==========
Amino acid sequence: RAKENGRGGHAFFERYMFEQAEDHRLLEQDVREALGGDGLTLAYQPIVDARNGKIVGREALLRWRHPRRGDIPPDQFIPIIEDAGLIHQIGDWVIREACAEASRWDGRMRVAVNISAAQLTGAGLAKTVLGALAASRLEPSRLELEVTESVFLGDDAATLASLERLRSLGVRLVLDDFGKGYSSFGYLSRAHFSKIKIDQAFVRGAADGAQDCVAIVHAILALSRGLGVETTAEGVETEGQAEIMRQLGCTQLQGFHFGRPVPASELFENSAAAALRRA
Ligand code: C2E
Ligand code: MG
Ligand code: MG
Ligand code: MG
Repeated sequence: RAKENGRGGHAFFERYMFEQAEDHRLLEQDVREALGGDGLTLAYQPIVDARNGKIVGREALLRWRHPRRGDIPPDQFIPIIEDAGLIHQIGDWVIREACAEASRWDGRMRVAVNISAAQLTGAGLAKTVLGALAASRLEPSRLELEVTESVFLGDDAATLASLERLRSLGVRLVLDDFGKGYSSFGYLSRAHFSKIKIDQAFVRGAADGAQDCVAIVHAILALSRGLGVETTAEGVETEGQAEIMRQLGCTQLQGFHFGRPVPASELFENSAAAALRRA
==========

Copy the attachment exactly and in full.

Amino acid sequence: RAKENGRGGHAFFERYMFEQAEDHRLLEQDVREALGGDGLTLAYQPIVDARNGKIVGREALLRWRHPRRGDIPPDQFIPIIEDAGLIHQIGDWVIREACAEASRWDGRMRVAVNISAAQLTGAGLAKTVLGALAASRLEPSRLELEVTESVFLGDDAATLASLERLRSLGVRLVLDDFGKGYSSFGYLSRAHFSKIKIDQAFVRGAADGAQDCVAIVHAILALSRGLGVETTAEGVETEGQAEIMRQLGCTQLQGFHFGRPVPASELFENSAAAALRRA
Ligand code: C2E
Ligand code: MG
Ligand code: MG
Ligand code: MG
Repeated sequence: RAKENGRGGHAFFERYMFEQAEDHRLLEQDVREALGGDGLTLAYQPIVDARNGKIVGREALLRWRHPRRGDIPPDQFIPIIEDAGLIHQIGDWVIREACAEASRWDGRMRVAVNISAAQLTGAGLAKTVLGALAASRLEPSRLELEVTESVFLGDDAATLASLERLRSLGVRLVLDDFGKGYSSFGYLSRAHFSKIKIDQAFVRGAADGAQDCVAIVHAILALSRGLGVETTAEGVETEGQAEIMRQLGCTQLQGFHFGRPVPASELFENSAAAALRRA